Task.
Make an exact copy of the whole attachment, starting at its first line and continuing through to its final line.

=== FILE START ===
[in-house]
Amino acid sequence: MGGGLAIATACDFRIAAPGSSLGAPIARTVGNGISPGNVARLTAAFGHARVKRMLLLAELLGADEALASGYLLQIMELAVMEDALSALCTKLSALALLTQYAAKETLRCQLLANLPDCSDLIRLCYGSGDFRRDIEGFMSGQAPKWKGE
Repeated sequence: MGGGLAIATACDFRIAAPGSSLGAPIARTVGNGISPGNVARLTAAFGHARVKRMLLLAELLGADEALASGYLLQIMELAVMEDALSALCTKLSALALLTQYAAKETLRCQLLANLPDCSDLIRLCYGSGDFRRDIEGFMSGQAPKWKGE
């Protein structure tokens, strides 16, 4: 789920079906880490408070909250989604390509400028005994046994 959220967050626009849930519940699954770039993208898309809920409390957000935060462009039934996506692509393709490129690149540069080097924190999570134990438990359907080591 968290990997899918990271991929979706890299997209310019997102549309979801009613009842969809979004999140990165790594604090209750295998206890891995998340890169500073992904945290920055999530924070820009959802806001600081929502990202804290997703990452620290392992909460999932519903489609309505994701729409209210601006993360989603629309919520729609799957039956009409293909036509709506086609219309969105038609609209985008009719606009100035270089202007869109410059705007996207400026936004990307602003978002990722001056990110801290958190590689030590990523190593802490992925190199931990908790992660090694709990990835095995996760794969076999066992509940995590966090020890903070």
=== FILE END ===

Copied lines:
[in-house]
Amino acid sequence: MGGGLAIATACDFRIAAPGSSLGAPIARTVGNGISPGNVARLTAAFGHARVKRMLLLAELLGADEALASGYLLQIMELAVMEDALSALCTKLSALALLTQYAAKETLRCQLLANLPDCSDLIRLCYGSGDFRRDIEGFMSGQAPKWKGE
Repeated sequence: MGGGLAIATACDFRIAAPGSSLGAPIARTVGNGISPGNVARLTAAFGHARVKRMLLLAELLGADEALASGYLLQIMELAVMEDALSALCTKLSALALLTQYAAKETLRCQLLANLPDCSDLIRLCYGSGDFRRDIEGFMSGQAPKWKGE
């Protein structure tokens, strides 16, 4: 789920079906880490408070909250989604390509400028005994046994 959220967050626009849930519940699954770039993208898309809920409390957000935060462009039934996506692509393709490129690149540069080097924190999570134990438990359907080591 968290990997899918990271991929979706890299997209310019997102549309979801009613009842969809979004999140990165790594604090209750295998206890891995998340890169500073992904945290920055999530924070820009959802806001600081929502990202804290997703990452620290392992909460999932519903489609309505994701729409209210601006993360989603629309919520729609799957039956009409293909036509709506086609219309969105038609609209985008009719606009100035270089202007869109410059705007996207400026936004990307602003978002990722001056990110801290958190590689030590990523190593802490992925190199931990908790992660090694709990990835095995996760794969076999066992509940995590966090020890903070």